At a glance: Winners and losers of Quebec’s 2014 budget
QUEBEC – There were winners and losers on Thursday as Quebec’s Parti Quebecois government presented its latest provincial budget in Quebec City.
In addition to the $34.2 billion for infrastructure by 2023, the government has reinstated the annual $25 million payment to Montreal. The city also benefits from monies earmarked for culture: the 375th anniversary celebrations will be supported with $125 million; funding for the Orchestre symphonique de Montreal will continue; the Musee d’art contemporain de Montreal will get $18.9 million for its expansion and Longueuil’s new cultural complex has been promised a cash injection of $20 million.
Winner: Volunteer firefighters
After recent disasters in Lac-Megantic and Isle-Verte, the government is investing $4 million in 2014-2015 for the training of part-time volunteer firefighters, so that municipalities and RCMs can respond effectively to disasters.
Winner: Social housing
The Quebec government wants to create more social housing. The budget has allocated $270 million for 3,250 social housing units, with 15 per cent earmarked for 500 units for the province’s homeless.
Winner: Homeless people
In addition to social housing, the government has earmarked $6 million for local services to help homeless people.
Winner: IT and technology
The Quebec government has earmarked $15 million for 2014-2015, and $40 million annually thereafter, to improve clinical and financial information on patient health care and results. It confirmed $150 million for a digital cultural strategy to help cultural organizations make a technological shift.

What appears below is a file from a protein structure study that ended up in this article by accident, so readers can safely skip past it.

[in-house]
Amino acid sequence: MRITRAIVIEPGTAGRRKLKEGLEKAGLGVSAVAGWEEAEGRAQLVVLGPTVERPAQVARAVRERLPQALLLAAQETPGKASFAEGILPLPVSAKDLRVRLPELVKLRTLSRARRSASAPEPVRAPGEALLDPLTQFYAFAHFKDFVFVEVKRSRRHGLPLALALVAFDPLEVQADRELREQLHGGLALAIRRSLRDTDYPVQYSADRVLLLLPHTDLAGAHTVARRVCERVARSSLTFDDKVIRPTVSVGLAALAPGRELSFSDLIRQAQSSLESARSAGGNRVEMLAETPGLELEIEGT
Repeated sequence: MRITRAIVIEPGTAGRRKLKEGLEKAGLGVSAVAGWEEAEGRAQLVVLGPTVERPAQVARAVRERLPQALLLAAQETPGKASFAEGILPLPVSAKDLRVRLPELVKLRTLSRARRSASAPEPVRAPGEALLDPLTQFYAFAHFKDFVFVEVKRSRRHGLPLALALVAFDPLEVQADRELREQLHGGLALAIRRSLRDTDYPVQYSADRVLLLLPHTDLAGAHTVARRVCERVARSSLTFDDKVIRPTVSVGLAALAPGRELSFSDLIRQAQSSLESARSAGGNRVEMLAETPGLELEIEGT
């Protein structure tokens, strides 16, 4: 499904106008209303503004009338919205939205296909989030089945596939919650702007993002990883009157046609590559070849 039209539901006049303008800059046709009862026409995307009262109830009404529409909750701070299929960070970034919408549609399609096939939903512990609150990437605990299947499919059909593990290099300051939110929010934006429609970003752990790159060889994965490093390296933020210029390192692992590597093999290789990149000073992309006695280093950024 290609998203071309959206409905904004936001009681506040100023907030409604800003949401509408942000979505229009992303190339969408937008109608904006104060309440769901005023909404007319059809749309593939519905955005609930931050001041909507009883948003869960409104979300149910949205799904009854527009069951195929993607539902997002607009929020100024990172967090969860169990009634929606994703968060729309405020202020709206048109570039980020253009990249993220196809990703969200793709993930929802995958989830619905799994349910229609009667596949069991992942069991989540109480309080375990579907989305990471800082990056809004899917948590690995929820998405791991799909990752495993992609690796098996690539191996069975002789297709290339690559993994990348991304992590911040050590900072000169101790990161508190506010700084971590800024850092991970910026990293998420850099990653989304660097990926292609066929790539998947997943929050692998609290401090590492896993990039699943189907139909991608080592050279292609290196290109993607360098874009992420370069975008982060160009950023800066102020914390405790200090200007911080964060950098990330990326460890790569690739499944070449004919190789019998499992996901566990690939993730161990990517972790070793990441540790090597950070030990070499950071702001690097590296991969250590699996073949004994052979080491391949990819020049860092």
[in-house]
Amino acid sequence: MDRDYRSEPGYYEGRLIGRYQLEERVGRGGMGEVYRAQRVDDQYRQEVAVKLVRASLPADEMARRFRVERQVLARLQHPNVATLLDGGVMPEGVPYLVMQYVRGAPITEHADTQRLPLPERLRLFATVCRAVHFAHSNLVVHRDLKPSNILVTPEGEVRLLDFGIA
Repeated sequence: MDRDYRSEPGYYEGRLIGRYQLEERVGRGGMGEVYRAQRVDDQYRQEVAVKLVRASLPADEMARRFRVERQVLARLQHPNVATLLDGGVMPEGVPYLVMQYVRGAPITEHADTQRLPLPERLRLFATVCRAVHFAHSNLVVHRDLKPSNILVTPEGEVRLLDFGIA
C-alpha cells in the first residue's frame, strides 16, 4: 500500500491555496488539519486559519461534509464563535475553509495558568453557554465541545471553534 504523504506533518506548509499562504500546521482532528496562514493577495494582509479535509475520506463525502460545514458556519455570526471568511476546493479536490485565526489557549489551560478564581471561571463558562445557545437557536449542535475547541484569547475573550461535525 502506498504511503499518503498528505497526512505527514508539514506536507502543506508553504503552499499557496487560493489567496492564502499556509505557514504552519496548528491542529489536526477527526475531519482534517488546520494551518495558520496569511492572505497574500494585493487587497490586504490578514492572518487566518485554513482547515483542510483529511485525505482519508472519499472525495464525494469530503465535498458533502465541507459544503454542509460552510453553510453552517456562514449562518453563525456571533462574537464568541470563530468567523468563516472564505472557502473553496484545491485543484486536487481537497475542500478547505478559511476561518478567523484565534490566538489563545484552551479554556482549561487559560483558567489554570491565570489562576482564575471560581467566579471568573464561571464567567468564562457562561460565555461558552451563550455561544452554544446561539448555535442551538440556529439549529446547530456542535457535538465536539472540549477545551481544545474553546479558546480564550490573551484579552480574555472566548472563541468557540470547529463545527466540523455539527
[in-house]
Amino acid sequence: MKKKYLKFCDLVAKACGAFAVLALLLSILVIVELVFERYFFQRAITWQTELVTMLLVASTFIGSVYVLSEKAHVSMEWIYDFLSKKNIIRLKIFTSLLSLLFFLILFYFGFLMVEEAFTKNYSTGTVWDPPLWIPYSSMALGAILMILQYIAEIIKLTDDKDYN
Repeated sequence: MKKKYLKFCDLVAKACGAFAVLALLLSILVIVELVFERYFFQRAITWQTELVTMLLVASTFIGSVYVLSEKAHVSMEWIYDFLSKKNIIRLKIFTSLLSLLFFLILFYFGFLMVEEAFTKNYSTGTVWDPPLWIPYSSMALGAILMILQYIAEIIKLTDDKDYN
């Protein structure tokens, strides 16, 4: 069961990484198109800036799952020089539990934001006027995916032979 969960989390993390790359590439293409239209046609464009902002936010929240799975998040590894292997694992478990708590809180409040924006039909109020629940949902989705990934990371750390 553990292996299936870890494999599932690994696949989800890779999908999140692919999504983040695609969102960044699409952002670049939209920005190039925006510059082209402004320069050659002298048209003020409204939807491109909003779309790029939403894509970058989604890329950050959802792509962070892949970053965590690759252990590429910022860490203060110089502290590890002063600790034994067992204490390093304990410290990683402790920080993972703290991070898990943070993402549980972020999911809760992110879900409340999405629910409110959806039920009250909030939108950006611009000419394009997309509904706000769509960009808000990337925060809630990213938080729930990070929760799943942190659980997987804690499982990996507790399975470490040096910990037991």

Winner: Oil development
The Quebec government hopes to reap 60 per cent of profits from oil development in Anticosti.
READ MORE: Five highlights from Quebec’s ‘beige’ budget
Parents have not been paying their fair share of daycare costs and so the government is increasing the cost of daycare from $7 a day to $9 by 2015. Although the hike has been estimated to cost two-child families up to $1000 more a year, it’s a decision welcomed by the Conseil du patronat du Québec, which represents the provinces largest employers.
Loser: School boards
By integrating school boards, the Quebec government hopes to save approximately $125 million, which it said it would reinvest in student services. Marceau said that the difference between per-student-costs of school boards with between 5000 and 9999 students and those with at least 35,000 students is over $1000. “We don’t count beans, we educate students,” said the Association for English School Boards in Quebec, whose school boards all have fewer than 35,000 students.
Loser: Public servants’ salaries
When it renegotiates its agreement with Quebec’s 430,000 public service employees in March 2015, the government said it wants to set “responsible remuneration with its employees” in order to reduce the $37.3 billion public service payroll costs, which represent 59 per cent of government spending.
Loser: Quebec doctors
Quebec’s finance minister has put the province’s doctors’ on alert: your salary hikes are costing us too much. To make up for the pay gap between Quebec physicians and physicians practising elsewhere in Canada, doctors’ salaries have risen on average by 67% since 2008, while public and parapublic sector employees’ salaries have grown by just 22 per cent during the same time period. The government wants to renegotiate how much Quebec doctors are paid.
Loser: Foreign students
After the Higher Education Summit, the government reviewed the tuition fees of foreign students (students who are not resident in Quebec). In 2011-2012, the cost of educating foreign students came to $573 million, of which 55 per cent was funded by the government. “It is important to emphasize the significant total cost of training them,” said the finance minister, “while ensuring that they continue to pay among the lowest tuition fees in North America.”
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